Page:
The hunt for SOS leaders has begun

Student Orientation Leaders welcome new students to campus during the fall of 2018.

First-year students at Castleton University deal with a lot of stress and anxiety when first showing up to Castleton. Student Orientation Staff leaders help to make the transition from high school to college an easier and more enjoyable one.

Whether it’s planting trees, waving people in at orientation, or just being there to answer any questions that first-year students have, SOS leaders are there to help.

The job for someone who holds this position is to, “serve as a role model, peer counselor, peer academic advisor, and group facilitator for new students during summer Registration sessions, Orientation, and First Year Seminar,” according to the school’s website.

First-year student Baylee Lawrence had a good experience with her SOS leader last fall.

“She was pretty great…She basically guided us through the process of registering here,” she said. “Just guiding us and making sure we were on top of stuff…Helping us get better and better while we’re here at Castleton.”

Castleton’s Student Orientation Staff looks for students who are passionate about their love for Castleton.

“One of the most telling characteristics that I look for is someone who is really enthusiastic about Castleton and their experience here,” said Victoria Angis, assistant dean for Campus Life.

Angis is one of the driving forces behind SOS and believes that without that passion for Castleton, an SOS leader cannot be as effective as they should be.

James Wolfe, a senior who has been an SOS coordinator for two years, thinks that SOS leaders get lost in the shuffle.

“You hear about community advisors all the time, because they’re on duty throughout the whole entire year,” he said. “But the ones you don’t hear about are SOS.”

But Wolfe believes that SOS leaders are on duty 24/7.

“I’ve had students call me in the middle of the night. I’ve had them say ‘hey can you come to the library and help us with this homework,’” he said. “SOS are really always on call.”

Applications for new SOS leaders were due on March 22, and there are many hopeful students waiting to be interviewed for the position.

Caton Deuso, a transfer student from CCV, applied to be one.

“There was a lot of things that I saw within SOS leaders and the overall program during orientation that I would have loved to take part in,” she said.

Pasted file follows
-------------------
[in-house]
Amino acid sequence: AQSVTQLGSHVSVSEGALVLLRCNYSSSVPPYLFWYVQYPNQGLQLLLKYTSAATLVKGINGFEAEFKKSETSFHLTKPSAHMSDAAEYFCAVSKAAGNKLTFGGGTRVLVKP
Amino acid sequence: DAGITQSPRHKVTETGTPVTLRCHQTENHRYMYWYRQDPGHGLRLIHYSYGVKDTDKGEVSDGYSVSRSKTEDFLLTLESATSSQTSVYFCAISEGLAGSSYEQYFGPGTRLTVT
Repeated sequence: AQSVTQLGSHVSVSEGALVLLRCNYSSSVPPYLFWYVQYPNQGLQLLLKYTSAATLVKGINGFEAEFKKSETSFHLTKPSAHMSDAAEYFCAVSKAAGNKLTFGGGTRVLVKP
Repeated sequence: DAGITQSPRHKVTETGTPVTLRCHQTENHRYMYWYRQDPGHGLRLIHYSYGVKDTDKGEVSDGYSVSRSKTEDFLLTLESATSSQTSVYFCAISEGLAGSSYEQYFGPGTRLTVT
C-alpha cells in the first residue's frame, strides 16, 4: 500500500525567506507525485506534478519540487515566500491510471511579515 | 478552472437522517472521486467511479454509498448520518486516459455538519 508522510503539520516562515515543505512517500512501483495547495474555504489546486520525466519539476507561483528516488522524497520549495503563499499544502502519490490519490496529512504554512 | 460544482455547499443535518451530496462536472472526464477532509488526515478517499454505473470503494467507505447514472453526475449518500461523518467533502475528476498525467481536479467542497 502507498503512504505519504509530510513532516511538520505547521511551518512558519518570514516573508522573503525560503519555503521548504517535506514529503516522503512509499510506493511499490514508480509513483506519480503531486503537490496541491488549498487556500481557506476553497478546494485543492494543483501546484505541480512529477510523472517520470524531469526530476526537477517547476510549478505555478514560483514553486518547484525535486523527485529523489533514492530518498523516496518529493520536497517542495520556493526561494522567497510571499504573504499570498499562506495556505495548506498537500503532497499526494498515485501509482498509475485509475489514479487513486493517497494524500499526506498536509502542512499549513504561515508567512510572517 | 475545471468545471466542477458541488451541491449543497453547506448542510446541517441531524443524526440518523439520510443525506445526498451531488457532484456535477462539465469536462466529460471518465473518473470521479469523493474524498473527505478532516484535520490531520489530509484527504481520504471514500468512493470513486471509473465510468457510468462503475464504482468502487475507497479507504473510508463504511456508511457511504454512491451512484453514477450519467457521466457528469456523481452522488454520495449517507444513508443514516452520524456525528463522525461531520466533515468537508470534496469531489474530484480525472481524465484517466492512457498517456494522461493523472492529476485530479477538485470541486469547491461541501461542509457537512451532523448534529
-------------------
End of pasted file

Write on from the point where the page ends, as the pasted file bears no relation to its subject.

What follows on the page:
Deuso is excited for the opportunity to talk to first-year students. She believes one of the biggest challenges they deal with is personal growth.

“Realizing who you are, and what you’re about and developing your identity, your true identity,” she said. “Not one that you have to form in high school to make friends and maintain because of popularity, because college doesn’t work that way.”

But what kind of person would be best suited for becoming an SOS leader?

“Somebody who is attentive, somebody who listens, somebody who pays attention, somebody who has patience,” said Patrick Lucey, a first-year SOS Leader. “If you don’t have patience with a group and you don’t know how to stand up and lead, then you’re not going to be a good leader.”

Junior Meranda Allen applied for the opportunity to become an SOS leader.

“I thought it would be a great opportunity to get more involved, and meet more of the students here,” she said.

Allen also believes that becoming an SOS leader will help her obtain skills that will help her later in life with her career.

“Being able to work and communicate with new people is a big thing … In a department, you gotta work with people even if you don’t like them,” she said.

If you are hesitant on becoming a member of Castleton’s Student Orientation Staff, Victoria Angis has some advice.

“Last year I had a student who was a fabulous SOS, she was enthusiastic, she was a hard worker, her students loved her,” she said. “She admitted to me after most of her SOS work was done that she didn’t want to apply.”

Angis said that this student was upset with herself for not applying to become a member of SOS sooner.

“I would encourage anybody who has even an inkling that they might be interested in doing it, or someone has encouraged them to do it because they saw something in that person that makes a good SOS give it a try,” she said.



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